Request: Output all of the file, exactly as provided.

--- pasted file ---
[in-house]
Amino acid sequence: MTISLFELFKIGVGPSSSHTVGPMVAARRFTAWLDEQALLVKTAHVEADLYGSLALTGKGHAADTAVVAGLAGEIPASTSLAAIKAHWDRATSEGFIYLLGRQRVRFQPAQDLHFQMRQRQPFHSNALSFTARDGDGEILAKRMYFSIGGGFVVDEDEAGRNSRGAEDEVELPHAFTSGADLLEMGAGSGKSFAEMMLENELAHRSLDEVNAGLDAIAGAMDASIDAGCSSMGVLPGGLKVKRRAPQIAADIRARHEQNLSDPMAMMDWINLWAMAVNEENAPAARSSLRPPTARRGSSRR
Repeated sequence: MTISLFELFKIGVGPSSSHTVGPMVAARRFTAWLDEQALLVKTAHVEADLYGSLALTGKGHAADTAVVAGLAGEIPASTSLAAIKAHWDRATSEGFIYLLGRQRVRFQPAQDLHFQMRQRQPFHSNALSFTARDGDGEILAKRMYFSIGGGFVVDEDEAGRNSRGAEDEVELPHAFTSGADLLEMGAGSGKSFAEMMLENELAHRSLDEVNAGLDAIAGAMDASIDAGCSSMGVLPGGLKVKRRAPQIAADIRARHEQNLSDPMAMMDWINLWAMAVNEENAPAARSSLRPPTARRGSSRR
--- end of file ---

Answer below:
[in-house]
Amino acid sequence: MTISLFELFKIGVGPSSSHTVGPMVAARRFTAWLDEQALLVKTAHVEADLYGSLALTGKGHAADTAVVAGLAGEIPASTSLAAIKAHWDRATSEGFIYLLGRQRVRFQPAQDLHFQMRQRQPFHSNALSFTARDGDGEILAKRMYFSIGGGFVVDEDEAGRNSRGAEDEVELPHAFTSGADLLEMGAGSGKSFAEMMLENELAHRSLDEVNAGLDAIAGAMDASIDAGCSSMGVLPGGLKVKRRAPQIAADIRARHEQNLSDPMAMMDWINLWAMAVNEENAPAARSSLRPPTARRGSSRR
Repeated sequence: MTISLFELFKIGVGPSSSHTVGPMVAARRFTAWLDEQALLVKTAHVEADLYGSLALTGKGHAADTAVVAGLAGEIPASTSLAAIKAHWDRATSEGFIYLLGRQRVRFQPAQDLHFQMRQRQPFHSNALSFTARDGDGEILAKRMYFSIGGGFVVDEDEAGRNSRGAEDEVELPHAFTSGADLLEMGAGSGKSFAEMMLENELAHRSLDEVNAGLDAIAGAMDASIDAGCSSMGVLPGGLKVKRRAPQIAADIRARHEQNLSDPMAMMDWINLWAMAVNEENAPAARSSLRPPTARRGSSRR